"If we play with each other, I'm going to learn a lot from him and I'm going to pick his brain," Douglas-Roberts said to the Milwaukee Journal-Sentinel. "I've seen his progression. I remember the days he was in playing behind (Allen) Iverson (in Philadelphia)."

"I will ask him how he handled everything and how he continued to get better. He definitely displayed mental toughness."

Resigning Salmons would be a giant coup for Hammond. He could make more leaving Milwaukee, but with the additions the team has made, keeping Salmons would make them one of the top four teams in the Eastern Conference. 

Also expected to leave is back-up point guard Luke Ridnour. Rumors now have the New York Knicks as the destination for Ridnour. He would fit well with the up-tempo style the Knicks like to play.

Although resigning both would be ideal for the Bucks and their fans, it's imperative that they keep either Salmons or Ridnour. Brandon Jennings, for all his great play last season, is still a 20-year-old point guard entering his second season, and Chris Douglas-Roberts has only seen a limited number of starts in his career. Losing backcourt depth will severely hinder the progress already gained this offseason.

The Bucks were the surprise team in the Eastern Conference last season but if Salmons and Ridnour both leave, they could very likely see a regression back to a sub-par team and miss out on the playoffs. 



To read more by Jesse Motiff, click here

NBA Free Agency: Philadelphia 76ers Have Evan Turner, Now What?

June 30th, 2010

Surprising no one, the Philadelphia 76ers used their No. 2 pick to scoop up Ohio State shooting guard Evan Turner.

In doing this, the 76ers pretty much cemented their back court for the next 10 or so years. Turner will be paired with rising 76ers point guard Jrue Holiday, who proved his skill last season for the team.

Together, Turner and Holiday are expected to enhance the 76ers back court, something the team is currently lacking.

Next up for the 76ers? Improving their front court, of course.

The 76ers' weaknesses are mostly rebounding and defense. The addition of Turner will help with both, but the fact is that they need to make some moves to improve their front court if they want a serious shot at the playoffs next season.

The first move they already made to improve was trading Samuel Dalembert.

Dalembert was only ever full of negativity, and it's been clear that he has wanted out of Philly for a while now. With the trade of Dalembert, the 76ers acquired Spencer Hawes and Andres Nocioni.

Hawes and Nocioni will both provide more front court depth. Hawes is a seven-foot center who brings versatility to the center position, and had an average of 6.1 rebounds last season. Nocioni offers his veteran experience and knowledge to the 76ers' game.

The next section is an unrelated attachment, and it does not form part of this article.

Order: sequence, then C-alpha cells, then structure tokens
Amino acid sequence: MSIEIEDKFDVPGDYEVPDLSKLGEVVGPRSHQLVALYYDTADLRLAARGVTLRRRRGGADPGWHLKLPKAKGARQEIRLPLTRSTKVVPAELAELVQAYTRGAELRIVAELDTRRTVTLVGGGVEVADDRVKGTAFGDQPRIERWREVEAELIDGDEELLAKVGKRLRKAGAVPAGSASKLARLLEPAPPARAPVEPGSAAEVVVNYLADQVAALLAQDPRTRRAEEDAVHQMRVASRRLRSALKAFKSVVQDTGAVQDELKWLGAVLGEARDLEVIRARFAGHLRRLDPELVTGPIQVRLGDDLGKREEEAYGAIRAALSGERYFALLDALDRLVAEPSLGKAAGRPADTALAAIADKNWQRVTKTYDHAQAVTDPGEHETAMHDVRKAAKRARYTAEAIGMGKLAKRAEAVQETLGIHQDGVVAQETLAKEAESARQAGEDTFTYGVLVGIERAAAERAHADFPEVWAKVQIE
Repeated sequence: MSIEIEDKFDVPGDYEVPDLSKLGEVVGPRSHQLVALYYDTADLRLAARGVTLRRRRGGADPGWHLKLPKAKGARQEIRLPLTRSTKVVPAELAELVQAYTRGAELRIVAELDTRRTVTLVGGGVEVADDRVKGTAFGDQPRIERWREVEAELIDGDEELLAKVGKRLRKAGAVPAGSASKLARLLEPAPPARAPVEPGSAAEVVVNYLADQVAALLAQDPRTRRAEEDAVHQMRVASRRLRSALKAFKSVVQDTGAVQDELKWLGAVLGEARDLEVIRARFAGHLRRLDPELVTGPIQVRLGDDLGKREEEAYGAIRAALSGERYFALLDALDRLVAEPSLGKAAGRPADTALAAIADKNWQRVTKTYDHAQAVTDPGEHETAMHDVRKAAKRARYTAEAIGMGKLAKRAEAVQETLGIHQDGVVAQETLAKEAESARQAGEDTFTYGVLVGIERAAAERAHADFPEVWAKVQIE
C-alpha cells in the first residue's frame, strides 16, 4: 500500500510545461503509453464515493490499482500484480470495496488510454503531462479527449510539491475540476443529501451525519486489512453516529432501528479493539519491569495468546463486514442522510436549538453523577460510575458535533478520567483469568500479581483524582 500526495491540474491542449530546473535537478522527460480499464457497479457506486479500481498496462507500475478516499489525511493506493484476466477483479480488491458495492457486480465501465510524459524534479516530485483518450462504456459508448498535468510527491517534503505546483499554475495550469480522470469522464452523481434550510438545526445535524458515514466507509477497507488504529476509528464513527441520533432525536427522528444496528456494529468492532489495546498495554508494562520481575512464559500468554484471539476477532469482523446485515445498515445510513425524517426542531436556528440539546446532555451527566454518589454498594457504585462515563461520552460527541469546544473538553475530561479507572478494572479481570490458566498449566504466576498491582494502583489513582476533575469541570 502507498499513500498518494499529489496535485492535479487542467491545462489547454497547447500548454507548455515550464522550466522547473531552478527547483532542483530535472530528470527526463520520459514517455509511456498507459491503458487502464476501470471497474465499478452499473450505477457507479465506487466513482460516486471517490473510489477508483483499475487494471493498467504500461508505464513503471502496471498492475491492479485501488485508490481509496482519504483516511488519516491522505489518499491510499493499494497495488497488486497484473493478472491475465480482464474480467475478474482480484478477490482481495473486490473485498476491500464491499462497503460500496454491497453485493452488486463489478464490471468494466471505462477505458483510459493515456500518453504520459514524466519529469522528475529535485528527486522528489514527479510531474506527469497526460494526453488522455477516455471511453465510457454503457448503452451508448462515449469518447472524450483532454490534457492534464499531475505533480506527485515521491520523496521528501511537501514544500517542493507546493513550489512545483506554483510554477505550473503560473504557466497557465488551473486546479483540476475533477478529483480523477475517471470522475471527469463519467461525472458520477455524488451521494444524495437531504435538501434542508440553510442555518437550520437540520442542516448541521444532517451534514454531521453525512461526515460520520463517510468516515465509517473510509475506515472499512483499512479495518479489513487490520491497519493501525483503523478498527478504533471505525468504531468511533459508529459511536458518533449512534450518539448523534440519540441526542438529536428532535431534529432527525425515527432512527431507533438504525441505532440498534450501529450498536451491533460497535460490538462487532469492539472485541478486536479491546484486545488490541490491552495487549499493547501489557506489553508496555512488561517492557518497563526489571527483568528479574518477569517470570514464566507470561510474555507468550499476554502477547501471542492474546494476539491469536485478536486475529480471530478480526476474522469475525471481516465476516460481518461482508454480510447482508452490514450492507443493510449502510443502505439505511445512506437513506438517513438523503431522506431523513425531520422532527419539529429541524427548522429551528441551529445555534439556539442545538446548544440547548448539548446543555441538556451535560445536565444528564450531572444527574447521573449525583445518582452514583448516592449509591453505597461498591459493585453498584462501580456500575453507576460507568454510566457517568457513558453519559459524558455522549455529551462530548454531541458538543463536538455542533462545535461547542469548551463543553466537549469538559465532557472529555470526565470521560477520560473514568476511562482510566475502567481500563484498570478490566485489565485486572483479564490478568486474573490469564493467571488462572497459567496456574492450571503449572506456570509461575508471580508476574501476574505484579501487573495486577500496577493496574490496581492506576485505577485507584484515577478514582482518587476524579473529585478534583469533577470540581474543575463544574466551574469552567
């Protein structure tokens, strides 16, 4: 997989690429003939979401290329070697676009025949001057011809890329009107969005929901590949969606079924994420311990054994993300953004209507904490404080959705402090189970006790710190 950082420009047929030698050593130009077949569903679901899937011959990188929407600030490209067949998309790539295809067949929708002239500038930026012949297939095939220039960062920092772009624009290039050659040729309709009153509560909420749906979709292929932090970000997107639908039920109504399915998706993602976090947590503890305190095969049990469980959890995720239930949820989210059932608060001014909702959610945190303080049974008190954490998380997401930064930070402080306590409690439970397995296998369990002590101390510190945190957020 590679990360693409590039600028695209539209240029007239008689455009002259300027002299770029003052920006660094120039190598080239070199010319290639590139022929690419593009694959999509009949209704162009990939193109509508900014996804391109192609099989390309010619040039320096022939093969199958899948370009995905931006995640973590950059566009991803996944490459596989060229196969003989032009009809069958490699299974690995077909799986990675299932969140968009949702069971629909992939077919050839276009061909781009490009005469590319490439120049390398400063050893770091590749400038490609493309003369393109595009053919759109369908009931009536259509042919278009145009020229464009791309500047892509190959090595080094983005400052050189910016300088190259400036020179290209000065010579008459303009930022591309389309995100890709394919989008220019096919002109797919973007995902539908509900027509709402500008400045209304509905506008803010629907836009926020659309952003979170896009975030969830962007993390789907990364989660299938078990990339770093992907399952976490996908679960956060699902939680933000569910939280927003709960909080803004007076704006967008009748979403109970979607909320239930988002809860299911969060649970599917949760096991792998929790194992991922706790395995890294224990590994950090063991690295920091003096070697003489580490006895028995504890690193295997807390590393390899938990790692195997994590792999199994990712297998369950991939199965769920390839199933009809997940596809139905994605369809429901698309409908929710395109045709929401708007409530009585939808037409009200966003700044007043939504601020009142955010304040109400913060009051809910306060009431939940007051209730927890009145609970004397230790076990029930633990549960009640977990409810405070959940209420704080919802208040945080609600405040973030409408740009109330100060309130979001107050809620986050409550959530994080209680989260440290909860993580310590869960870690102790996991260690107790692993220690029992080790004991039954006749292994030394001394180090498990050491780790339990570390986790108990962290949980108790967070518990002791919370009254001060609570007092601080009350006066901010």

To make up for the trade of Dalembert, the 76ers should look at possible free agents Channing Frye and Udonis Haslem. Both power forwards, the two would provide further depth to the 76ers' front court.

The 76ers might also want to keep an eye on free agent Drew Gooden, whose strength comes in blocking shots.

No matter what the 76ers end up doing in the rest of the offseason, we know that in order to have a serious shot at reclaiming their top spot in the league they have some serious improvements to make. How they decide to accomplish this will be interesting indeed.

LeBron James Free Agency: Bulls Should Not Be Concerned About ‘Fit’

June 29th, 2010

Like all great players, LeBron James is a polarizing figure.

Some love him and some hate him. Some want him on the Bulls, some want him to stay far away from Chicago.

But to say James should not play in Chicago because the Bulls already have Luol Deng at small forward is beyond silly. It's stupid. Idiotic, even.

The typical argument I see out there is this: The Bulls have Derrick Rose, Deng, and Joakim Noah. Therefore, the Bulls should go after a shooting guard like Joe Johnson and a power forward like Chris Bosh, Amare Stoudemire, or Carlos Boozer. That way they will have a complete starting five.

That suggests that despite the Bulls having a legitimate chance at landing James and Bosh, two of the top three free agents, they should instead focus on building around Deng.

See how foolish that sounds?

Look, in a traditional free agency period, it makes sense to go after a "need." The Clippers, for example, are really just a small forward away from having a complete starting five.

But this is an unprecedented time in the NBA. It's not free agency as usual.

Instead of having stars signed and building around them, teams are vying for star free agents.  Basically, it is the reverse of what is traditionally done.

Because of this, the Bulls need to forget about signing the players who best complement their current roster. Which, quite frankly, does not amount to much in their current position.

If the Bulls can sign LeBron, they should do it instantly. Sure, he and Deng play the same position. But Deng could probably be shipped somewhere (like the Clippers) or used in a sign-and-trade deal.

Then the Bulls could target a more natural shooting guard to space the court for Rose and LeBron. There are several shooting specialists available for cheap in this free agent class.

Is LeBron the perfect "fit" on the current Bulls roster? Absolutely not. But when you're the best player in the league, it really doesn't matter.

James is the centerpiece for whichever team lands him this offseason. You build around a guy like him.

You don't try to fit him into a spot.